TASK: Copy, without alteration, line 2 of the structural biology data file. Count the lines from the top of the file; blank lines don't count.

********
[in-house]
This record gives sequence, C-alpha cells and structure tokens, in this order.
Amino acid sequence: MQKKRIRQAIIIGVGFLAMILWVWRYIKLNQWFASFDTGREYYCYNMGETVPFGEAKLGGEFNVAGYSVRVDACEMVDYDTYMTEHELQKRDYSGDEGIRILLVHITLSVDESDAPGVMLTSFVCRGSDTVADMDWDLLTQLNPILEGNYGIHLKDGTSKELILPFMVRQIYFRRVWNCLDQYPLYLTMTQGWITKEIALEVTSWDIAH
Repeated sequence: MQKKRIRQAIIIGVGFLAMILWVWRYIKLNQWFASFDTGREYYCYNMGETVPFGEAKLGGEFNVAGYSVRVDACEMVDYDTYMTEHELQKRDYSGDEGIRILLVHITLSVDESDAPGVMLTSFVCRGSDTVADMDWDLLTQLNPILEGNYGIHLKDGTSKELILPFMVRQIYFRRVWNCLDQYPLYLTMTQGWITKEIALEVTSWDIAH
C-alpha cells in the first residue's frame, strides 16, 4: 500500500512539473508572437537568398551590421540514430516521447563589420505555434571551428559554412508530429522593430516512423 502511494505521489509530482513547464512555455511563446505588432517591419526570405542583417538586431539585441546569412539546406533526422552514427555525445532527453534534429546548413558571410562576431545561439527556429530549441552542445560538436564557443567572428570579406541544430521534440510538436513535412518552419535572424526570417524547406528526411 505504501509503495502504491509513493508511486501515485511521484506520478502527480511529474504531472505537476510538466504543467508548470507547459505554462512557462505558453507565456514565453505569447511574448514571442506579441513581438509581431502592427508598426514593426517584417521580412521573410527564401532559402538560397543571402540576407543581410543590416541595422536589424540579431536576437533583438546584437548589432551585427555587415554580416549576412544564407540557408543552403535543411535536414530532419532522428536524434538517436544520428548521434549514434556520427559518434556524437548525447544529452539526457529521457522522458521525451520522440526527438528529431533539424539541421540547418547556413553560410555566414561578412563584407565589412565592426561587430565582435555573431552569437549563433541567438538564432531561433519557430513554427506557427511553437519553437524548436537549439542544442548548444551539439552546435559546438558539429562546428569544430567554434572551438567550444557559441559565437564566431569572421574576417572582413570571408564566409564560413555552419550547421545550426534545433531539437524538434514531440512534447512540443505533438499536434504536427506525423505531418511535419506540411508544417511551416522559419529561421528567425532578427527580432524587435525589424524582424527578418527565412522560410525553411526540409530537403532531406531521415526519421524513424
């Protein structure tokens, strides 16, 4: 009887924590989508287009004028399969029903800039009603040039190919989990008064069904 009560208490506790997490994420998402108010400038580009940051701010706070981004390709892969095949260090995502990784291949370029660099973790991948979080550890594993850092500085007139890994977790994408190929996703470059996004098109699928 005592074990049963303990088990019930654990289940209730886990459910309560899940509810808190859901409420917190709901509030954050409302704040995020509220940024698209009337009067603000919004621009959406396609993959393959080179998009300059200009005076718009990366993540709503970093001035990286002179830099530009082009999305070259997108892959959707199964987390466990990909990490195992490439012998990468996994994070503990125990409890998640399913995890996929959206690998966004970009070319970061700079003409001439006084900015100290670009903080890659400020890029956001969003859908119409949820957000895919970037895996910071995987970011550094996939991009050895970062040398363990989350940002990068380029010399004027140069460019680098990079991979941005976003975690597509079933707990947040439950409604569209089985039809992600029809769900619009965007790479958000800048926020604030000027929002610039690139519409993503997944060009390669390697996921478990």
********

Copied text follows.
This record gives sequence, C-alpha cells and structure tokens, in this order.